Incidentally, the ancient Romans (and the Church to this day) always sought to be near these places.

Ingo:
Wow. That rings a bell! My father is a member of a historians’ association and has been getting to the bottom of these things here in my region (Erzgebirge, Saxony) for years.
So for me, too, there is no question that in the course of Christianization, old sacred sites were either simply destroyed, adapted or built over by the new powers.
Do you also travel to other German federal states or even internationally to investigate these mysteries and take such great photos?

Alex:
So far I’ve limited my research to the surrounding area, i.e. Southwest Germany and Alsace, and I sometimes take a 2-3 hour drive. There’s still a lot to discover here.
But yes, I am already thinking of expanding this radius.
One dream would be to tour Europe for months with a camper van.
As soon as the financing issue has been clarified, I will tackle this…

Ingo:
Awesome! We certainly wish you that!
At this point I just have to ask: Can you make any sense of Erich von Däniken’s theory? Or that of Graham Hancock? In connection with your speculations? Or do you always rely on your own “gut feeling”?

Alex:
Sure, if you travel to such places as I do, then sooner or later you almost can’t get past the mentioned authors. However, I don’t think I’m yet ready to commit myself to their theories and those of comparable researchers. The latter carries the risk of unintentionally and unwittingly closing oneself off to other perspectives too soon.
In general, I do not want to be a missionary, i.e. present a certain truth. What I do is rather a kind of: “I see this and what do you see?'” …and that’s how it should stay for the foreseeable future.

Ingo:
An interesting and very modest approach!
Your website is – by the way very professional – also international. The texts are in English. I like the idea of sharing regional phenomena with the world!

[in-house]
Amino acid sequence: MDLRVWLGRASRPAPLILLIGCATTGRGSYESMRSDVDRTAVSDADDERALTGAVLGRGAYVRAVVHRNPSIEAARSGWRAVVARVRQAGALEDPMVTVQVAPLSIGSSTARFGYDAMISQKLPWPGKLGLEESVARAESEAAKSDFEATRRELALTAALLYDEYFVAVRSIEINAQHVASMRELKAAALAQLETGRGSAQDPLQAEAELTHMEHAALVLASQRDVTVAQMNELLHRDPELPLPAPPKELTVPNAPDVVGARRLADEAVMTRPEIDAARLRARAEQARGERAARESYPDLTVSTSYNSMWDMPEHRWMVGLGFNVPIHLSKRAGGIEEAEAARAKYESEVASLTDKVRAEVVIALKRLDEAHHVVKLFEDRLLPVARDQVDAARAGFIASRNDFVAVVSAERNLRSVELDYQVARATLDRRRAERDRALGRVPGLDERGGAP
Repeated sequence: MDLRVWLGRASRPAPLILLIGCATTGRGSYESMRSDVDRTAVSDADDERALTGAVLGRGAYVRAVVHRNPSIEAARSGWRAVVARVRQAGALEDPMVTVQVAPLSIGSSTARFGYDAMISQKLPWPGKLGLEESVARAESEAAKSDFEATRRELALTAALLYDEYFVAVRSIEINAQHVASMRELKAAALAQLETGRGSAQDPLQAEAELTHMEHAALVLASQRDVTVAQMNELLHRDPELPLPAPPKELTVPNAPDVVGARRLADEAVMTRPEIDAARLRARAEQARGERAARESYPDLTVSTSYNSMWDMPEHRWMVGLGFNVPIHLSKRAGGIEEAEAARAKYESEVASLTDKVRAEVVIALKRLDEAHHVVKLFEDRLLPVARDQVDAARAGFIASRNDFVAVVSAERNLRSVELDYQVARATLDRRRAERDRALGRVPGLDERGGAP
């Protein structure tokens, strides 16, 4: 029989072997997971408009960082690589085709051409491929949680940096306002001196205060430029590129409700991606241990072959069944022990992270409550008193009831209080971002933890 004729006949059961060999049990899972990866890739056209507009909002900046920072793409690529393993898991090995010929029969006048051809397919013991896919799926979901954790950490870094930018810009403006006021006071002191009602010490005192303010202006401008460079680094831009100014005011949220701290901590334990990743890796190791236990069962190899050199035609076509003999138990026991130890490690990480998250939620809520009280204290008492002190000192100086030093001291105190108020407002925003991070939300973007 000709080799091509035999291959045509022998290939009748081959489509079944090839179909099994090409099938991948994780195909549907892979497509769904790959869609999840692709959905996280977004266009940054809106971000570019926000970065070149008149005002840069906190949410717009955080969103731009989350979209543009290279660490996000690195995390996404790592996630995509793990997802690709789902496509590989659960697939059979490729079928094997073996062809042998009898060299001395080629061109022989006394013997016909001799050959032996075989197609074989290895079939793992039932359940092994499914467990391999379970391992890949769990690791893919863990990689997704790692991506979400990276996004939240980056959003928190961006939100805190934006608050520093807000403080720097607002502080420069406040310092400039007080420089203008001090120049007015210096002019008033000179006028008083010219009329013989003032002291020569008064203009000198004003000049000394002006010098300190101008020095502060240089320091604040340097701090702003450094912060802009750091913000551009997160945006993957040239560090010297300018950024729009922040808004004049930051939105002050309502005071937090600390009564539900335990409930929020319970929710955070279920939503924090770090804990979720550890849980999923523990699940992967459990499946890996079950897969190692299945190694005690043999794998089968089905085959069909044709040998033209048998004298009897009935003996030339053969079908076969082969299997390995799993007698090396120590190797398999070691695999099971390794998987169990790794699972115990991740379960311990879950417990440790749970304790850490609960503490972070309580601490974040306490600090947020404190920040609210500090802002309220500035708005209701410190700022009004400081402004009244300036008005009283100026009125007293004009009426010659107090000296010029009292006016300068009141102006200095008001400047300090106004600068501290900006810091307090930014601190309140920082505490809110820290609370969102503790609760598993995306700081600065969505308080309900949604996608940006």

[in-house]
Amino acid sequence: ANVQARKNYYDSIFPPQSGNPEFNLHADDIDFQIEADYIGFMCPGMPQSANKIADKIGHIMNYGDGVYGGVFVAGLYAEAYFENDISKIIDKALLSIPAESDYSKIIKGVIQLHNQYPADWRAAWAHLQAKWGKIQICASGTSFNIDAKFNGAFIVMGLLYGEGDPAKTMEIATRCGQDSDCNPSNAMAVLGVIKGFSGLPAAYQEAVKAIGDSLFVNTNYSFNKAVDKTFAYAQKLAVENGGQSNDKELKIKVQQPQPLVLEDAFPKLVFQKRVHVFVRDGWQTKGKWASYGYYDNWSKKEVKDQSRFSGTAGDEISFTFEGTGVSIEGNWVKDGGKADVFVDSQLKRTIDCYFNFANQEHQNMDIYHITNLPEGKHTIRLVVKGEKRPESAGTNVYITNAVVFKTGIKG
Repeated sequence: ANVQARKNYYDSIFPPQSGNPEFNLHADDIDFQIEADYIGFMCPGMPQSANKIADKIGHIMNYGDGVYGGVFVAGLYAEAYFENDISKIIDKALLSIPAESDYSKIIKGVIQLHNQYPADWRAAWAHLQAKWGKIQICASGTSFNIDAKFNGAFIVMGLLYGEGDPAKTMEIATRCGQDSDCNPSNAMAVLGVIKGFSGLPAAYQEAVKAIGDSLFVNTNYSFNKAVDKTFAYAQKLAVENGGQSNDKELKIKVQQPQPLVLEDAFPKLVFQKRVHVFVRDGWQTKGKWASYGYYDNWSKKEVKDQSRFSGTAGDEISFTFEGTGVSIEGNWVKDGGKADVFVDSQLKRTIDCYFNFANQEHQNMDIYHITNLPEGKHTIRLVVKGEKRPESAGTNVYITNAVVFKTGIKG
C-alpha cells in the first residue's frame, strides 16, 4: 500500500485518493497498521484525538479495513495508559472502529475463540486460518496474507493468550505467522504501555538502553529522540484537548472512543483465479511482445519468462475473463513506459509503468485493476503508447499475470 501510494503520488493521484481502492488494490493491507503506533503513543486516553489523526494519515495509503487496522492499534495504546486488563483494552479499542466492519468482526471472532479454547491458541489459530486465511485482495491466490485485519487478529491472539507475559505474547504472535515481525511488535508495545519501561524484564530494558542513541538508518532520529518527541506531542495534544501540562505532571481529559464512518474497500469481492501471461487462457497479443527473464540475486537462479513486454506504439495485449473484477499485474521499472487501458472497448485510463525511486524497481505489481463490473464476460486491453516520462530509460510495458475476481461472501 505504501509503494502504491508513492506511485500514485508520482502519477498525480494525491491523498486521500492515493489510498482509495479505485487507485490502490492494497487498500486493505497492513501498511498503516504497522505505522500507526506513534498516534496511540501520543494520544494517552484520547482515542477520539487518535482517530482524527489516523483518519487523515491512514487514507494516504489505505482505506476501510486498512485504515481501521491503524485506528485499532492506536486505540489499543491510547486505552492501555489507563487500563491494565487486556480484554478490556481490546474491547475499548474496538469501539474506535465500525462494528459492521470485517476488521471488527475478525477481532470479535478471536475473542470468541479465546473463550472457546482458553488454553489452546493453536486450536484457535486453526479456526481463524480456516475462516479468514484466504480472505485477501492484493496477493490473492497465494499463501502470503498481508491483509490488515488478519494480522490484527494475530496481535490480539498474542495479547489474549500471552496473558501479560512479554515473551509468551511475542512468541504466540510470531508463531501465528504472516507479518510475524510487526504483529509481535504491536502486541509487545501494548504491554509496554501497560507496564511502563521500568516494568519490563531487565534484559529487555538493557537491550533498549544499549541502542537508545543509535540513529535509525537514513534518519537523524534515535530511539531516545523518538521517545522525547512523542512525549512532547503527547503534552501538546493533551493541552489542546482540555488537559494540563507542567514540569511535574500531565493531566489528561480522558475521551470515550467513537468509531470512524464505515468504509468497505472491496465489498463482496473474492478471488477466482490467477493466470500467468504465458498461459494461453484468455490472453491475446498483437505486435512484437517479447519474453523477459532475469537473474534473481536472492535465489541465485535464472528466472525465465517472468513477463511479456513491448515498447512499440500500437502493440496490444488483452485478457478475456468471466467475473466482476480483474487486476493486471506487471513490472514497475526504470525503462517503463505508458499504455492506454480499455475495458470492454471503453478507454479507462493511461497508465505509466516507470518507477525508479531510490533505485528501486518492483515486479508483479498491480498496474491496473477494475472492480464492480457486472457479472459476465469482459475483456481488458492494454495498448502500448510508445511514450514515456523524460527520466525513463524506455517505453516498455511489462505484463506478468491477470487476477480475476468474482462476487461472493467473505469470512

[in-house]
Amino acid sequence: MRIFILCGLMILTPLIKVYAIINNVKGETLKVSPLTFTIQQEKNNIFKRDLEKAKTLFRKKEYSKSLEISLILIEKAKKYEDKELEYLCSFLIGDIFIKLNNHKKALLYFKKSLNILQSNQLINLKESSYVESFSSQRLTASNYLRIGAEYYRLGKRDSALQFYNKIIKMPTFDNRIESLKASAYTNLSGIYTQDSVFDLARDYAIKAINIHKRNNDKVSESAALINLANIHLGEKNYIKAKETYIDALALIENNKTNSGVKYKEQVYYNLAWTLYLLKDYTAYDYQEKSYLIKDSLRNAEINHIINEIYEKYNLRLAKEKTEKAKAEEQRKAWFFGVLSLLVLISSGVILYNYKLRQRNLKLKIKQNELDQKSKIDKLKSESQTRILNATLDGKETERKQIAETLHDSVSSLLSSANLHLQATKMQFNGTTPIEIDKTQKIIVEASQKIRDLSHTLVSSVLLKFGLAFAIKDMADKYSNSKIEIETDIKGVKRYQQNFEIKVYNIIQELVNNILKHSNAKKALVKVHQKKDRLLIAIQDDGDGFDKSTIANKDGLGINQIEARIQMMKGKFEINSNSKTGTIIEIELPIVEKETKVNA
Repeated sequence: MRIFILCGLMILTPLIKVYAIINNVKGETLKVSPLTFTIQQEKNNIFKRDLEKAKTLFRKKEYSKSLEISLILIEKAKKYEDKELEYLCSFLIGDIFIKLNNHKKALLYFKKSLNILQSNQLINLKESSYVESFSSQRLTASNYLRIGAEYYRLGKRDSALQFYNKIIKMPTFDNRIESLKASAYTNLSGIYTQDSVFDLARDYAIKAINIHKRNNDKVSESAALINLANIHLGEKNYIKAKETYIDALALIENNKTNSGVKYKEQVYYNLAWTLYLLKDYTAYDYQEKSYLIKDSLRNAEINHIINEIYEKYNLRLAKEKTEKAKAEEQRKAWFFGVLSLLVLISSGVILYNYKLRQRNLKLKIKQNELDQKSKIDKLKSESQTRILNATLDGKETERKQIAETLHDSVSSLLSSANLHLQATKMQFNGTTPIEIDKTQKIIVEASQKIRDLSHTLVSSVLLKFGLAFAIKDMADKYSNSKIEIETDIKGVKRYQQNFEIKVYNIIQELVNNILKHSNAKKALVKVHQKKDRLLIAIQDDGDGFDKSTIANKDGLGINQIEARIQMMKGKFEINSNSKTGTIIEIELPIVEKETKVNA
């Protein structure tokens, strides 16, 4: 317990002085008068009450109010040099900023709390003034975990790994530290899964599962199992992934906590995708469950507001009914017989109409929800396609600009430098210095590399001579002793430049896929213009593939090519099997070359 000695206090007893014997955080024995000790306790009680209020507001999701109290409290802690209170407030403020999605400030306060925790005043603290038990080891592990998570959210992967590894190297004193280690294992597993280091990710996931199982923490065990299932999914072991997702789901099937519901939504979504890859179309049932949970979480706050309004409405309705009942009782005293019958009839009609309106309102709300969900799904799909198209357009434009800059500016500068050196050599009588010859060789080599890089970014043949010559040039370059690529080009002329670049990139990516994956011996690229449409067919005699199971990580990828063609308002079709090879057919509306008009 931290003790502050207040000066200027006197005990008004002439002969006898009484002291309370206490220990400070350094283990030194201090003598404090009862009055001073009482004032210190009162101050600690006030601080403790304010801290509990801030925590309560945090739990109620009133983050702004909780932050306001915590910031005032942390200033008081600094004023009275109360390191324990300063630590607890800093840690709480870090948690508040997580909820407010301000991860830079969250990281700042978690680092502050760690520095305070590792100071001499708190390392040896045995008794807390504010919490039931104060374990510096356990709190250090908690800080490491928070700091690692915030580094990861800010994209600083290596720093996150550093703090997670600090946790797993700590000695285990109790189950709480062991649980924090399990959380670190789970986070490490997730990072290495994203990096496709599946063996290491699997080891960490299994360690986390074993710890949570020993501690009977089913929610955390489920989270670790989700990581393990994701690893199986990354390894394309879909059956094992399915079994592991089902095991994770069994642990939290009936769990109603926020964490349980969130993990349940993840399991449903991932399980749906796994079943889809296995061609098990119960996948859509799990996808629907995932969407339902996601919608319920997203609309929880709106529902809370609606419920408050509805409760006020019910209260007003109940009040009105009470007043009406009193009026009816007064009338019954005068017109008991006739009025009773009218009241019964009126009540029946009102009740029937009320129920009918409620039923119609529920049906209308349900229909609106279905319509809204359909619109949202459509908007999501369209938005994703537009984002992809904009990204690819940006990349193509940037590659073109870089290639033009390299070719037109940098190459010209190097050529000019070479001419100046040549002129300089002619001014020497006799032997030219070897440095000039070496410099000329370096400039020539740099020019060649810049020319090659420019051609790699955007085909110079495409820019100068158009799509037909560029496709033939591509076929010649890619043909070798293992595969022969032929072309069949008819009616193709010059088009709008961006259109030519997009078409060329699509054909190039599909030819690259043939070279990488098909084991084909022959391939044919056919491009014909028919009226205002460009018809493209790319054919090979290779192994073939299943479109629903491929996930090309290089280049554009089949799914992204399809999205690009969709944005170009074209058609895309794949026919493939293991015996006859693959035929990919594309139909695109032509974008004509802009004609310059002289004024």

I myself report a lot about unusual things from Brazil. My wife and most of my followers come from there.
Do you have international followers? Do you also get feedback in the sense that people from far away tell you about these kinds of things from their region?

Alex:
Thank you. I have a long professional IT background. Of course, that made it easier to set up the site.
It was exactly this idea that drove me, to connect people with the same interests from all over the world. Whether they are actively researching and sharing discoveries or insights, or just enjoy reading along.
As you may have seen, the site has very few members so far and I am aware that it is very difficult to create an independent blog and/or community in the age of “social media overkill”.
But why not give it a try anyway? The investment is time and passion – for something I enjoy anyway!

Ingo:
It is really apparent and I hope you get many new interested members, not least through this interview!
What wishes, dreams or new projects do you have for the future?
What would you like to see from science, historiography and the contemporary spirit to respond appropriately to your data and findings?

Alex:
I don’t really have any major wishes or dreams, and as far as projects are concerned, I’ll probably be concentrating mainly on my work here for the time being. I can’t yet foresee whether and what might come next.
I have no expectations of science and historical research. There is more information freely and easily available today than ever before. Information that in combination with curiosity, persistence, a healthy dose of skepticism, impartiality, down-to-earthness and personal experience, among other things, could perhaps even make such institutions obsolete for some people!
These are exactly the individuals I want to reach!
And as far as the general “Zeitgeist” is concerned, subject areas like ours will probably always be something of a niche for the “confused” anyway.

Ingo:
Fortunately, times are changing. Not least because of dedicated researchers like you!
You obviously feel comfortable with what you do and how you do it! So you are far from being satisfied with your findings? Are you staying curious?

Alex:
I think the time is not yet right to draw a final conclusion!
The journey continues!

Ingo:
That’s what I wanted to hear! The last words now belong to you!
Thank you for the very interesting conversation, your time and your thoughts!

Alex:
Thank you too, dear Ingo, for the opportunity to introduce myself here! My first interview and it was really fun!

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The interview with Alex Müller took place on 01.12.2023.
Thank you again at this point!!!
Stay curious!